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Back for Real, reading list

Hello! With all apologies for my continued absence (I’ve been hard at work on my projects….), I am back, I hope, for real, though promises are dangerous.

First, a brief update: last year, after my poetry class, I undertook an ambitious summer plan that worked tolerably well, and finally worked a lot on Evernost, which underwent a few more metamorphoses, which I won’t discuss just yet. But I hope to have something that I really, actually, for real like by the end of the year: something (as I had hoped) that combines narrative, poetry, memoir, and artwork.

For now, though, I’m taking a break (perhaps till the end of the month, unless the itch gets too strong) and reading. I haven’t read as much as I used to for a long time, and I want to spend most of my free time this January with a book in my hands, or (perhaps) blogging about said book. I’ve even drawn up an aspirational reading list from which to pick and choose in 2020:

  1. On Beauty and Being Just, by Elaine Scarry
  2. The Four Zoas, by William Blake (I want to get through it this time!)
  3. The Final Harvest, a collection of Emily Dickinson’s poetry
  4. On Moral Fiction, by John Gardner
  5. “Adagia” and one book from Wallace Stevens’ collected works
  6. Teaching Community by bell hooks
  7. Elizabeth Bishop’s complete poems
  8. some selection of Borges short stories
  9. Symbol and Truth in Blake’s Myth by Leo Damrosch
  10. some selection of Coleridge’s work
  11. Satya Mohanty’s Literary Theory and the Claims of History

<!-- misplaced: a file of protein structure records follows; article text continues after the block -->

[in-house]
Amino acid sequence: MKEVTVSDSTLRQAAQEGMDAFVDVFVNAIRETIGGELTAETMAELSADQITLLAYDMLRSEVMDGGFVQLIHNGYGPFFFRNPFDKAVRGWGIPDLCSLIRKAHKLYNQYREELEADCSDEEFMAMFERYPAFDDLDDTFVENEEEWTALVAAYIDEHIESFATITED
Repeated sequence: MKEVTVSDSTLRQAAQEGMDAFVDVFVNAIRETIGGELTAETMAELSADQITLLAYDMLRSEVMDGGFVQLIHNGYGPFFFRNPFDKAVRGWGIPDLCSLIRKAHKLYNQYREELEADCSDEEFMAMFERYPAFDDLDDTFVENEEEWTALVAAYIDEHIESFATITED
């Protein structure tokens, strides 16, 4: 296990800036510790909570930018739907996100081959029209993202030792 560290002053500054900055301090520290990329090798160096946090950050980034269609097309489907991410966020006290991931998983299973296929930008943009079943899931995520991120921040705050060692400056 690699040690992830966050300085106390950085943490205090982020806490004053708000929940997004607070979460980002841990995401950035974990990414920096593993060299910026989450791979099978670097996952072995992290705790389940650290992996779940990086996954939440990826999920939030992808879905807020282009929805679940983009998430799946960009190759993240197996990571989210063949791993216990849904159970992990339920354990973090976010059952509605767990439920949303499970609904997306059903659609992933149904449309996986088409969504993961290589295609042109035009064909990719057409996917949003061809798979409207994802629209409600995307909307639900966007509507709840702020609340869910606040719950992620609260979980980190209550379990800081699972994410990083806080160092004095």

12. Cloud and Ashes by Greer Gilman
  13. Spenser’s The Faerie Queene
  14. the Gospels
  15. The World Treasury of Modern Religious Thought, edited by Jaroslav Pelikan
  16. Charles Williams’ collected plays
  17. Jack Vance’s Dying Earth books
  18. Godel, Escher, and Bach
  19. Langland’s Piers Plowman
  20. Dante’s Paradiso
  21. Leonora Carrington short stories
  22. The Essential Writings of Christian Mysticism, edited by Bernard McGinn
  23. Bonhoeffer’s The Cost of Discipleship
  24. Joy, a biography of C.S. Lewis’s wife
  25. Teresa of Avila’s Interior Castle
  26. The Souls of Black Folk by DuBois
  27. a bunch of Tennyson
  28. Powys’ Maiden Castle
  29. Isaac Asimov’s Foundation series or at least its beginning
  30. Piranesi, forthcoming from Susanna Clarke
  31. more of one or both theory anthologies
  32. Gilchrist’s biography of William Blake
  33. Ackroyd’s biography of Blake
  34. The Man Who Was Thursday by Chesterton
  35. Ark by Ronald Johnson
  36. Something from Emerson’s collected works
  37. Fleurs du Mal by Baudelaire
  38. more Dostoevsky
  39. Foucault
  40. Derrida
  41. Mark Helprin’s A Winter’s Tale

…and there are others, but I’ll stop there for now. I hope to blog about all of this more faithfully, though perhaps when I finish books rather than on a set schedule.

In the meantime, I’ve already finished On Beauty and Being Just, and found it (appropriately) beautiful as well as interesting, though I disagree with much of it. I will return shortly to explain why.

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